Consumer prices grew at slower yearly and monthly rates in April, according to data released Friday by the Bureau of Economic Analysis.
The personal consumption expenditures (PCE) price index, the Federal Reserve’s preferred gauge of inflation, rose 6.3 percent in the 12 months ending in April, down from a 6.6 percent annual inflation rate in March.
The index rose 0.2 percent in April alone, well below the 0.9 percent monthly gain from March.
Inflation may have reached its peak earlier in the year as rising interest rates, shifting consumer spending habits and deepening concern about the global economy begin to weigh on price growth. Even so, the annual inflation rate remains close to four-decade highs and well above the Fed’s ideal level of 2 percent annual price growth.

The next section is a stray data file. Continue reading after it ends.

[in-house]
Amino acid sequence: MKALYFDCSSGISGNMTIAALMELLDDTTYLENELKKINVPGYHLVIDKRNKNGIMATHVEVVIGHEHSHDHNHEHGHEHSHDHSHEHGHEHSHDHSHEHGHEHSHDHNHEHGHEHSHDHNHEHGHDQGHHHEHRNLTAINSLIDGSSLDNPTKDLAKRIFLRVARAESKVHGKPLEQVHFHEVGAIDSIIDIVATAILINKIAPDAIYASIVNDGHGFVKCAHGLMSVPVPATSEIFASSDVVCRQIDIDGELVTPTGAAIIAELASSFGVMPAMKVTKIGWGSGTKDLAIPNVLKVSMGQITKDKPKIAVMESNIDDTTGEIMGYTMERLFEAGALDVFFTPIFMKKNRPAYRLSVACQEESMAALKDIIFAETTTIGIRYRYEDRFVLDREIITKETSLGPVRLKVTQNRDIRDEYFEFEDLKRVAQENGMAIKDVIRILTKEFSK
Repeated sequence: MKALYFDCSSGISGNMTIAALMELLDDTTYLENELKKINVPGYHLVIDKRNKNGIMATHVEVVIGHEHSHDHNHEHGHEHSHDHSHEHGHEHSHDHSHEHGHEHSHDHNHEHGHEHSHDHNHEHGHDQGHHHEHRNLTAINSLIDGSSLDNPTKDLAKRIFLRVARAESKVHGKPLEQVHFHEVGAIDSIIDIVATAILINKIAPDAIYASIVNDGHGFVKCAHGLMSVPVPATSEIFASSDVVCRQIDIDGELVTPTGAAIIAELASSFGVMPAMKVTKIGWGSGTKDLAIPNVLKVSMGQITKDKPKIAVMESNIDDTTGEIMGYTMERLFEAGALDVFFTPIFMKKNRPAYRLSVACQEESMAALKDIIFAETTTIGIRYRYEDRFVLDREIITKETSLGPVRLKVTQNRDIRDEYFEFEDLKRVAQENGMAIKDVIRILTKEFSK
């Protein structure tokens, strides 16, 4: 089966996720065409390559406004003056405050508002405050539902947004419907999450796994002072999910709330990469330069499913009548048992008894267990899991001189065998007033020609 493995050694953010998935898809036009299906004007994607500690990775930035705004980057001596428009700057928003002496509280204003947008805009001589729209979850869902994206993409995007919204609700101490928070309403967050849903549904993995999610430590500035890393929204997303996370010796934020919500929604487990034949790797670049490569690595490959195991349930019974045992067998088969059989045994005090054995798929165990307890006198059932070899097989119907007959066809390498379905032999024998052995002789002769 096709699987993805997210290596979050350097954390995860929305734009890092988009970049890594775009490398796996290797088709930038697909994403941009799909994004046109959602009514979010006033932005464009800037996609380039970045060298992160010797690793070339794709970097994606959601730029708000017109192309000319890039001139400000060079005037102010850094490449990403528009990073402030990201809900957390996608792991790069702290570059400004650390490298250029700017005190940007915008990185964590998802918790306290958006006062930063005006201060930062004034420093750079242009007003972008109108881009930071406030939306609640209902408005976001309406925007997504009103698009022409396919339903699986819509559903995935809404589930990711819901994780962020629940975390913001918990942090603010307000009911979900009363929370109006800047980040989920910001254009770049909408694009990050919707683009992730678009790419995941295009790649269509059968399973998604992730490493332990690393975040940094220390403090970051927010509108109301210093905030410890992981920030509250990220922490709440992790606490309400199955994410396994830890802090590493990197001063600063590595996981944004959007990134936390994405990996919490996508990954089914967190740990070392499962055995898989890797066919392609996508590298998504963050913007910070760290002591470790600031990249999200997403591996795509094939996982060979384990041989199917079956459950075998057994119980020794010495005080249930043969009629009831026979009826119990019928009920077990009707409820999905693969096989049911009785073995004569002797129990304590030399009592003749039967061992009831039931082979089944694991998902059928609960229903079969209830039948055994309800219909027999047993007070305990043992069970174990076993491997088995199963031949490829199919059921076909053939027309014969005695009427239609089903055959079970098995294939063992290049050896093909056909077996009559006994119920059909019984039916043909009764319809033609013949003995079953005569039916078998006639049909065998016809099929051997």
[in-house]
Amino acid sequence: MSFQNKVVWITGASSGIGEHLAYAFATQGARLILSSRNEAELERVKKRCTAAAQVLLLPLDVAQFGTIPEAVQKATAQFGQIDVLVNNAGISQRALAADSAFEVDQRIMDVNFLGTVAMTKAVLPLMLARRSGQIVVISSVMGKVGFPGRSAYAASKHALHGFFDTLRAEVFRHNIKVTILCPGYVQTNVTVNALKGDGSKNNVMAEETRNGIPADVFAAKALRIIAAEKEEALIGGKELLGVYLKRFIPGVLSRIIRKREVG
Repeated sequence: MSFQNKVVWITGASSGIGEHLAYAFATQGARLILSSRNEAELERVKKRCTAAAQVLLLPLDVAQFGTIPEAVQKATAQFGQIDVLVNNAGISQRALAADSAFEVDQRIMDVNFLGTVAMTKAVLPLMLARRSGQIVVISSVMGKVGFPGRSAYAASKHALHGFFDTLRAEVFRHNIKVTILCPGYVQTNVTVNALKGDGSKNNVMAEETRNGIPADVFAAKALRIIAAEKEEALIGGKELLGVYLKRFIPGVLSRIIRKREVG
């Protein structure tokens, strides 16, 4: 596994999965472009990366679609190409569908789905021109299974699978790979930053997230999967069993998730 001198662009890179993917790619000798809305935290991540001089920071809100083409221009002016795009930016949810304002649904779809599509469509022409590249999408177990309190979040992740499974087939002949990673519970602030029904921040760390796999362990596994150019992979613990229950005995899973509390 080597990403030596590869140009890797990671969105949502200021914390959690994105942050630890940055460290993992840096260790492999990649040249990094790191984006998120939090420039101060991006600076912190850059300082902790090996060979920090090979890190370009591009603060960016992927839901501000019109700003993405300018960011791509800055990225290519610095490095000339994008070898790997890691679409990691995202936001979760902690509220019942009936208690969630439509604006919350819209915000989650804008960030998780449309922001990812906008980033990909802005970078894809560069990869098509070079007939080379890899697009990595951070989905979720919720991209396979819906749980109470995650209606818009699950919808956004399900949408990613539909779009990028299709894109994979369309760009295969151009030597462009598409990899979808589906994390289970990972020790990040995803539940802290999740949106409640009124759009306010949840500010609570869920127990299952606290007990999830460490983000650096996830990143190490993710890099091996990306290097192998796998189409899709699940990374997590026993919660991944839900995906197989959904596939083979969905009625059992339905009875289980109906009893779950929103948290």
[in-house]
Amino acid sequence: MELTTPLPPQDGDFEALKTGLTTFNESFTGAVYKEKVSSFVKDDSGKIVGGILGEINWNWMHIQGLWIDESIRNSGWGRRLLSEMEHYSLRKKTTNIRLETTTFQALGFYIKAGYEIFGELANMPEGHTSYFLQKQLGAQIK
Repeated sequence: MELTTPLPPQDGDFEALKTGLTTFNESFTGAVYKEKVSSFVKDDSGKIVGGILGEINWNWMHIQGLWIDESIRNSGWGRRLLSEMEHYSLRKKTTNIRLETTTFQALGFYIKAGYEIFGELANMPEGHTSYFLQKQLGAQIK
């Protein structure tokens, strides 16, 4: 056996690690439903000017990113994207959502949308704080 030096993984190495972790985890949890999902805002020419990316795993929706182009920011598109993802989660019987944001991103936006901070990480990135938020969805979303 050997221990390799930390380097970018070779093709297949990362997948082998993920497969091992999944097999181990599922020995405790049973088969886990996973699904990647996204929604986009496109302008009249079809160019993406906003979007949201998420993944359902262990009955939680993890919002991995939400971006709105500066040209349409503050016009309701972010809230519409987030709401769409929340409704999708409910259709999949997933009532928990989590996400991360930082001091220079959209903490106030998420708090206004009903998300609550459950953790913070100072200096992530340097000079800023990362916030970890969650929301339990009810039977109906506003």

Consumers also powered through rising prices to increase their spending overall, even as their disposable income flattened out last month. Personal consumption expenditures, a measure of consumer spending, rose 0.9 percent in April and 0.7 percent when adjusting for inflation. While disposable personal income rose 0.3 percent, the gain was wiped out after adjusting for inflation.
Americans also reduced their savings in April as they continued to spend amid high inflation. Households saved 4.4 percent of their disposable income last month, the lowest rate since September 2008, according to the BEA.